Floppy disks don’t come without their own set of pros and cons. They certainly had a number of advantages, which contributed to their popularity during the ’90’s.
Here are the salient benefits that allowed floppy disks to thrive during their prime years:
- In terms of pricing, they are cheap.
- Floppy disks are portable. Their plastic casing protects the disk, so you don’t need to put it in a case to transport it.
- They have built-in write protection that can protect your data from accidental erasure or overwriting.
- Floppy disks are often compatible with early computers, which may not recognize modern data storage devices.
- You can turn them into boot disks by saving the right boot program in it. When you use a floppy disk to boot, you can check your system’s memory for errors and troubleshoot them if needed.
- They are reusable.
There are also disadvantages to using floppy disks, which contributed to the dwindled market demand for them. These are the most notable:
- They have a lot less storage capacity than modern storage devices.
- Heat and magnetic field can affect their quality and performance.
- They are very sensitive to moisture and dust.
- They have a low data transfer rate.
- Many newer computers don’t have a floppy drive, which makes it an unreliable storage device.
- Floppy disks’ plastic cases are more flexible than sturdy.
Are FDD and Floppy Disk Still Manufactured?
Decades after their prime years, you can still find FDD and floppy disks in — guess where — Amazon. There are still companies that make them, and they’re even sold online.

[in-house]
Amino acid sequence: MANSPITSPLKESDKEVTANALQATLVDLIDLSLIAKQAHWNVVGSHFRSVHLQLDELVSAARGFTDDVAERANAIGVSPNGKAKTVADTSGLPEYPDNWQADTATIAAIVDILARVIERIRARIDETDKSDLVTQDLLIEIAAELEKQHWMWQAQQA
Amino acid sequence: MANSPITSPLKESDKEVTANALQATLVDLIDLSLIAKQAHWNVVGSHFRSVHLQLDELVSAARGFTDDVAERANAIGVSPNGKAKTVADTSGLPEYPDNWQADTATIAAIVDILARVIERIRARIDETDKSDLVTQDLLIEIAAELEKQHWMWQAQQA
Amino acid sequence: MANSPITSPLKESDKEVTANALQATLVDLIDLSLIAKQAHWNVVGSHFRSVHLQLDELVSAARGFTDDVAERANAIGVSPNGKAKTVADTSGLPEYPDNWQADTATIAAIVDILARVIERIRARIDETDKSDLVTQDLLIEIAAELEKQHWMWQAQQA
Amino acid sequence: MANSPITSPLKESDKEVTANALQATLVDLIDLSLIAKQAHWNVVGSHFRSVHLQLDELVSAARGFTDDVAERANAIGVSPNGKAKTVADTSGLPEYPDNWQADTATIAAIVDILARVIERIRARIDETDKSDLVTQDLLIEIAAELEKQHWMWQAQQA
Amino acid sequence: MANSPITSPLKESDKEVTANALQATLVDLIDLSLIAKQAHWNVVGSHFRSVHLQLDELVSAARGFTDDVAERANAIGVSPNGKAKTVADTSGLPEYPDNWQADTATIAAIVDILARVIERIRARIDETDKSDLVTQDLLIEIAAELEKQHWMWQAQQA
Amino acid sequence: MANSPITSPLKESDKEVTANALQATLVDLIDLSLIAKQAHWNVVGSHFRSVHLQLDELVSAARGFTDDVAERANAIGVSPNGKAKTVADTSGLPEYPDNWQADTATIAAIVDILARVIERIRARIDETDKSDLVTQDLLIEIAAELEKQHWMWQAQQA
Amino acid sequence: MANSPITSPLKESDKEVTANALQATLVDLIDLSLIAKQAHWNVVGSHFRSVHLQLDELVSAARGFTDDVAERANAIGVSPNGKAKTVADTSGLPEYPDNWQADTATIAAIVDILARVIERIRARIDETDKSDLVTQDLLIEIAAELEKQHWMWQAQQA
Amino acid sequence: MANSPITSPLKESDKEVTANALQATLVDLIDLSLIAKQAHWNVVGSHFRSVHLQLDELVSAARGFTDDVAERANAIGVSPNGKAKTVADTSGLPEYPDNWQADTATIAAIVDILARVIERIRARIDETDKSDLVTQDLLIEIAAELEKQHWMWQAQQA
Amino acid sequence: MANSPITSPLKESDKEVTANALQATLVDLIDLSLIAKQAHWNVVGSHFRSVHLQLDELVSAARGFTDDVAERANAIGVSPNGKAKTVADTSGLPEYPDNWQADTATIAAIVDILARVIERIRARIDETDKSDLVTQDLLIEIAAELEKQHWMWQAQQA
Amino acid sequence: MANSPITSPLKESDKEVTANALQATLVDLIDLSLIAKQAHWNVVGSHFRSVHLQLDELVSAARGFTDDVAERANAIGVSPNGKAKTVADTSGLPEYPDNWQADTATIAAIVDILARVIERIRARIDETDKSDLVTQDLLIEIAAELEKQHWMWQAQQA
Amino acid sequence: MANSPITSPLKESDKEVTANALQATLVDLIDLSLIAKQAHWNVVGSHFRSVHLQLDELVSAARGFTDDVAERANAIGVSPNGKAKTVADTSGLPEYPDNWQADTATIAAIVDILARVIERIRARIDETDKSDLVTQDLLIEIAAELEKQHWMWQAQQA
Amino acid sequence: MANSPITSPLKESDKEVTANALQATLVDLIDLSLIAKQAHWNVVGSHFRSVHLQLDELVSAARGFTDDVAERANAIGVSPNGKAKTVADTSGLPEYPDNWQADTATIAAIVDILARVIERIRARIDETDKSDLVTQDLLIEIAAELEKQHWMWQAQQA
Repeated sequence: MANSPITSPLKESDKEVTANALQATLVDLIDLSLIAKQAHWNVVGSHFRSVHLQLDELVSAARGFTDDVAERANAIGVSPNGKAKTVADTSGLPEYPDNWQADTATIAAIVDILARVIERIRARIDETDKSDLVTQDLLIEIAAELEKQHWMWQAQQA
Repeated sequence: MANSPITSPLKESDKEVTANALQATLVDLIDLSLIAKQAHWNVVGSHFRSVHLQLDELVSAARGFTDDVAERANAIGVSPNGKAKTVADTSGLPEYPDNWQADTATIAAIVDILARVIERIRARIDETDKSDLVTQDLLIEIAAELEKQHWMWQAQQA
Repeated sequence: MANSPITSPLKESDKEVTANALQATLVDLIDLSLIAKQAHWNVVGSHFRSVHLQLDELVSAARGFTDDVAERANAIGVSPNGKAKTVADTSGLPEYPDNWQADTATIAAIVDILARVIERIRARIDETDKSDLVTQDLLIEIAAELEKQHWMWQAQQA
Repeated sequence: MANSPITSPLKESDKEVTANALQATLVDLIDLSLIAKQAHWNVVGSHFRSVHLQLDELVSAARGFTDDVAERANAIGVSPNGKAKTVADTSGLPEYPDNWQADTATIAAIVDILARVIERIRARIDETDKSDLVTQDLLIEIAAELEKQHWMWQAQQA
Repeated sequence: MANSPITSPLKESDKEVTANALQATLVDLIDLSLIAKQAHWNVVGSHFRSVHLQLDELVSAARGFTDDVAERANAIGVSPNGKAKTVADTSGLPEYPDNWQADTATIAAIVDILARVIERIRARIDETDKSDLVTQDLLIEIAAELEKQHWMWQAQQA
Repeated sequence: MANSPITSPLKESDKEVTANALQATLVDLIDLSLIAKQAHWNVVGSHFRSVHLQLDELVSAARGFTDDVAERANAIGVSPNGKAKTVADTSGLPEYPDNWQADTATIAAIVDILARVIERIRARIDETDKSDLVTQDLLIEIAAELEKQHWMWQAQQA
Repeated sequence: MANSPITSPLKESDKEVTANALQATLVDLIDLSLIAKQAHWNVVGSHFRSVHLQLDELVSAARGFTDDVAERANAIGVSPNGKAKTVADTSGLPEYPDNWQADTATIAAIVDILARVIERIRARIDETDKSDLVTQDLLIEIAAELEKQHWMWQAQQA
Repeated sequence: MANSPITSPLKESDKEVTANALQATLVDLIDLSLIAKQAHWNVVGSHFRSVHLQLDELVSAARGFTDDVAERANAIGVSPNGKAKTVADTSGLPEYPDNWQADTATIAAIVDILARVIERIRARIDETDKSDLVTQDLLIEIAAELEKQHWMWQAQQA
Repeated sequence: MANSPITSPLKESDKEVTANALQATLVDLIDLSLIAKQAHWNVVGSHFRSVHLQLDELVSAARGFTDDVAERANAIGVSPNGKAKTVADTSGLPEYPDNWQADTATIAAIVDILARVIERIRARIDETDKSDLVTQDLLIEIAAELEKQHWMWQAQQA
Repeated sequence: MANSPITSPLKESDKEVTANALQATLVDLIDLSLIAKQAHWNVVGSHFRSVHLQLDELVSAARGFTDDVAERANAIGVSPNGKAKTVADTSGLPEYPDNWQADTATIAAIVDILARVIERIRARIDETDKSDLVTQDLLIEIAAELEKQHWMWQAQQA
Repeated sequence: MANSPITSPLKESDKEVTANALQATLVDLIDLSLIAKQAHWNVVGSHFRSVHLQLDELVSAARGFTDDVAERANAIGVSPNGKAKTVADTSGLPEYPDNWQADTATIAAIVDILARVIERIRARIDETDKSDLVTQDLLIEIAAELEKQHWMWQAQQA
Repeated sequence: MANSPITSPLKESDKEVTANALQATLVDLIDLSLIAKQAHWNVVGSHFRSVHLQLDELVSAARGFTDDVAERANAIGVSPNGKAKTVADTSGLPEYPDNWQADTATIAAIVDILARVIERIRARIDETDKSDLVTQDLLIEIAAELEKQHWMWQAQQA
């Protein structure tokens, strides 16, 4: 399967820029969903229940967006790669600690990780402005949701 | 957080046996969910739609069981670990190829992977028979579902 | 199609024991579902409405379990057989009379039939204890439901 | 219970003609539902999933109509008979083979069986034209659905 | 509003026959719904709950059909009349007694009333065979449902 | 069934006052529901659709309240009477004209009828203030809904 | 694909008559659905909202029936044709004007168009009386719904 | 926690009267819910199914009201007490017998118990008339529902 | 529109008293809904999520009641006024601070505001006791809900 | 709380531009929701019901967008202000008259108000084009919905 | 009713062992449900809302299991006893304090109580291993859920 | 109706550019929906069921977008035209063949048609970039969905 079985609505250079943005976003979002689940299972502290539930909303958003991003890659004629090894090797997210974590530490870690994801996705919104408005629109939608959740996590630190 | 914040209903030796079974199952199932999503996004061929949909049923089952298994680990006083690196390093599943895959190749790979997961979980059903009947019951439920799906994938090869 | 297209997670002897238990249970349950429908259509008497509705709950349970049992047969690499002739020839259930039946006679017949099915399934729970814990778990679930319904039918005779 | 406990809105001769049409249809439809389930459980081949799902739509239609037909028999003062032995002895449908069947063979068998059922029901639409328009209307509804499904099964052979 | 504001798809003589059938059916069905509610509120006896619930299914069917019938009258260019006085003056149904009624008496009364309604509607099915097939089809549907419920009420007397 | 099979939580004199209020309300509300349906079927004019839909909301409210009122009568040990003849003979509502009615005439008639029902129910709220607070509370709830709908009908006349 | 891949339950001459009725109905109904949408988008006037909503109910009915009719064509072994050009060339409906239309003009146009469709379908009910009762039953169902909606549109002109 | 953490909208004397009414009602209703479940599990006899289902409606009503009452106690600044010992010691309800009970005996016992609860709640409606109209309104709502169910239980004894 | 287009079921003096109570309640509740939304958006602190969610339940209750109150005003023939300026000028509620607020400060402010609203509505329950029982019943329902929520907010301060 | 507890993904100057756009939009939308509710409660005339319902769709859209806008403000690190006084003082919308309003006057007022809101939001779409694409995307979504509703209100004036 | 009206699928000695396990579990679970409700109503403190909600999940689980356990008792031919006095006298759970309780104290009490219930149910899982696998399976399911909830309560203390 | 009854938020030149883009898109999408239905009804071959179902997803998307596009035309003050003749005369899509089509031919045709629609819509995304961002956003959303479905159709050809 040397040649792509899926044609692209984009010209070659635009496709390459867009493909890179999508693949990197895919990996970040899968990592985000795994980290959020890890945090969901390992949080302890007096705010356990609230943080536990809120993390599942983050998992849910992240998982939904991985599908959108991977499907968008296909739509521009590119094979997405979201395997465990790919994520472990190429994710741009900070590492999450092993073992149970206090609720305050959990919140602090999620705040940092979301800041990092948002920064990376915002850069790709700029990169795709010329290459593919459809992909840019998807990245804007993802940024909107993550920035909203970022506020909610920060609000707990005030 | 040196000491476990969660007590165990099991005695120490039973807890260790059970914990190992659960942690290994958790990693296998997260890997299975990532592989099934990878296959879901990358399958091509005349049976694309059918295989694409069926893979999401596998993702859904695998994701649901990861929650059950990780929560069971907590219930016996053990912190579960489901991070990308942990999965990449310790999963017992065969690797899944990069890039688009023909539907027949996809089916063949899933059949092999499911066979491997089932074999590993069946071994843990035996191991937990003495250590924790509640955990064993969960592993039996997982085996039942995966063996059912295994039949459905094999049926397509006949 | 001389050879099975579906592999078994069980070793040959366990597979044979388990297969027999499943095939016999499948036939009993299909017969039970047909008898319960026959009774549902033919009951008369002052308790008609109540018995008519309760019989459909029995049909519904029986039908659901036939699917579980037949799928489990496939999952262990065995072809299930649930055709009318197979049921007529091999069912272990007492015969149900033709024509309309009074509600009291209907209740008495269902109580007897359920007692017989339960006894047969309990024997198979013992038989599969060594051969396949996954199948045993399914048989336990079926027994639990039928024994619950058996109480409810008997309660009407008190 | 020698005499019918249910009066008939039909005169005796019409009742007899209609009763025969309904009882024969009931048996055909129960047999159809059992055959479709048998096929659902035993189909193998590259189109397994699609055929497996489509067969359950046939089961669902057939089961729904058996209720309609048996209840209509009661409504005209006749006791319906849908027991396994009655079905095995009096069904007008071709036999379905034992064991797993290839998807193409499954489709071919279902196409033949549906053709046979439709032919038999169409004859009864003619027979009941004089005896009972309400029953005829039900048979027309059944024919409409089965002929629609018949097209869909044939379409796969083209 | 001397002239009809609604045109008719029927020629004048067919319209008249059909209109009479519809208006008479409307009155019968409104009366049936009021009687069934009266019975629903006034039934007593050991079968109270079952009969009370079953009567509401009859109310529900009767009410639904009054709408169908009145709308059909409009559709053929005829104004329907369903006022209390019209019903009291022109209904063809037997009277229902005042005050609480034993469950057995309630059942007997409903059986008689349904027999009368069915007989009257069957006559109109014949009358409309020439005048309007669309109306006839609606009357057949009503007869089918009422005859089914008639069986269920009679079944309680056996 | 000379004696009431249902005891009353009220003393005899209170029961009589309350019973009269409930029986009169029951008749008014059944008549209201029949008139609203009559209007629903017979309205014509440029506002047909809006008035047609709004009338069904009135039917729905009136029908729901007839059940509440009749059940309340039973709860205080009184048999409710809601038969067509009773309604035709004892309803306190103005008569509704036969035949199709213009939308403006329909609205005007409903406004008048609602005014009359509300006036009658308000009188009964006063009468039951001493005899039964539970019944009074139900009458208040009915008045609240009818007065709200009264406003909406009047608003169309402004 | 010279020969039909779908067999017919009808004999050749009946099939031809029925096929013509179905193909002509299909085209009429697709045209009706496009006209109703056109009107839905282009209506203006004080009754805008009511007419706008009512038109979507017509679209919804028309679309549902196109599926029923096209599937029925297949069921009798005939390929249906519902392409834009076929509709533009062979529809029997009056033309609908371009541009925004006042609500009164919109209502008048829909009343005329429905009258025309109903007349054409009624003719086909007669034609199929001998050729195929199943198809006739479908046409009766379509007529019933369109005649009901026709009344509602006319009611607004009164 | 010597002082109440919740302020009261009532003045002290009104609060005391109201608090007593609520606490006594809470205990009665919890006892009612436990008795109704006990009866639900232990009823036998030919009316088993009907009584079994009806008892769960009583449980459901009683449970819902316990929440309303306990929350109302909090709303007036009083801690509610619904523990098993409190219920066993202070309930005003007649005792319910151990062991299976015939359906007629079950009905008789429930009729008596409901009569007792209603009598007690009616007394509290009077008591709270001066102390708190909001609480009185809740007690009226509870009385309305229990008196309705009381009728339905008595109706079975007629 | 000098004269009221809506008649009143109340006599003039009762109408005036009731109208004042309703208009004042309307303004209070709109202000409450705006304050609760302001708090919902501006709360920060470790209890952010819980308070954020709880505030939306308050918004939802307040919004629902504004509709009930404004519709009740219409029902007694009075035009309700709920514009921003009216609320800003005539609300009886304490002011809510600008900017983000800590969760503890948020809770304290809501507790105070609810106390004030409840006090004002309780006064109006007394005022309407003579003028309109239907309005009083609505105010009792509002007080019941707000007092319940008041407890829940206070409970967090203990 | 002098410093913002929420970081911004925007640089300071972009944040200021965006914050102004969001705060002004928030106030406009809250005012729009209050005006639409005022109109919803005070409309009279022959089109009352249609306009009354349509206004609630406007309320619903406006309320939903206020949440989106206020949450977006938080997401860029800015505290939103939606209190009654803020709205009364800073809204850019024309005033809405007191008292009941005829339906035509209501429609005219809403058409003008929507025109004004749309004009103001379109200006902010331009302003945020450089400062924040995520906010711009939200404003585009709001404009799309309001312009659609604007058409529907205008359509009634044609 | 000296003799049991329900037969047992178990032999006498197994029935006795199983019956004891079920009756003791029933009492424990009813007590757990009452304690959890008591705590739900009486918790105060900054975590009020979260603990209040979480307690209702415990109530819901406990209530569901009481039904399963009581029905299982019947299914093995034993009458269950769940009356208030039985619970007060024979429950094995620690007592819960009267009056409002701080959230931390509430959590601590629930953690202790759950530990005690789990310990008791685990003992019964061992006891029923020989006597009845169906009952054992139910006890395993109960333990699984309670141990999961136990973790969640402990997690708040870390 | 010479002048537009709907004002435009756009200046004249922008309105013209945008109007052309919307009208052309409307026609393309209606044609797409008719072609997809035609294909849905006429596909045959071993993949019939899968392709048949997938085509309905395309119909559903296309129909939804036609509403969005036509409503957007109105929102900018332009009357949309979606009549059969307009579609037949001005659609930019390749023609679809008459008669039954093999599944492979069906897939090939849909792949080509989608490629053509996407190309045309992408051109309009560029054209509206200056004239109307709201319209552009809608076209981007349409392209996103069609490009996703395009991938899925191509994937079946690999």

The same goes for the floppy disk, as they’re still available for purchase online. Fair warning, though: some sellers don’t specify if their product is brand new or not, so it’s best to read the fine print before making a purchase.
Why Are FDD and Floppy Disk Rarely Used Today?
Even with modern technology, computers need to have a floppy disk drive to be able to read floppy disk. Yet, a lot of the computers we currently use don’t have this anymore because we now work with file sizes beyond their capacity.
In spite of that, there are still applications that make use of floppy disks:
- Select Sony digital cameras
- ZIP drive (in high-density form)
- When you need data from another computer and your computer is not networked with it
- To facilitate software recovery after a virus attack or a system crash
- As a boot disk to update your personal computer’s BIOS
What Replaced the FDD and Floppy Disk?
The floppy reigned the market during the ’90’s until the early 21st century. Now, new portable and built-in storage devices with a wider range of compatibility and higher data storage replaced them.
The optical disk drive replaced the FDD. This is mostly used for CDs, DVDs, and Blu-rays.
Hard disk drives, ZIP drives, and USB flash drives also eventually took over as the primary medium for storage in the market.
How Can You Upcycle a Floppy Disk?
If you still have floppy disks lying around, you don’t need to immediately throw them out. There are many ways how you can upcycle and give them a new purpose!
Scouring the internet for DIY inspirations will give you new ideas. Here are some new things you can create from your old diskettes:
- Diskette pen holder
- Night light holder
- Mini notepad
- Diskette-designed letter card
- Diskette art and art canvas
- Plant holder
- Floppy disk jewelry
- Trash can holder
- Wall clock
Although they’re well past their prime years, people will always remember the floppy disk drive and floppy disk as the useful early storage devices.
You never know when you might need them, so if you still have them, save some for future use. If not, you can always do a floppy disk upcycle or sell used floppy disks.
Great inventions like the FDD and floppy will always find new purpose and relevance to the people who use them.
What new purpose can you find for your old diskettes? Share your ideas with us in the comments section below!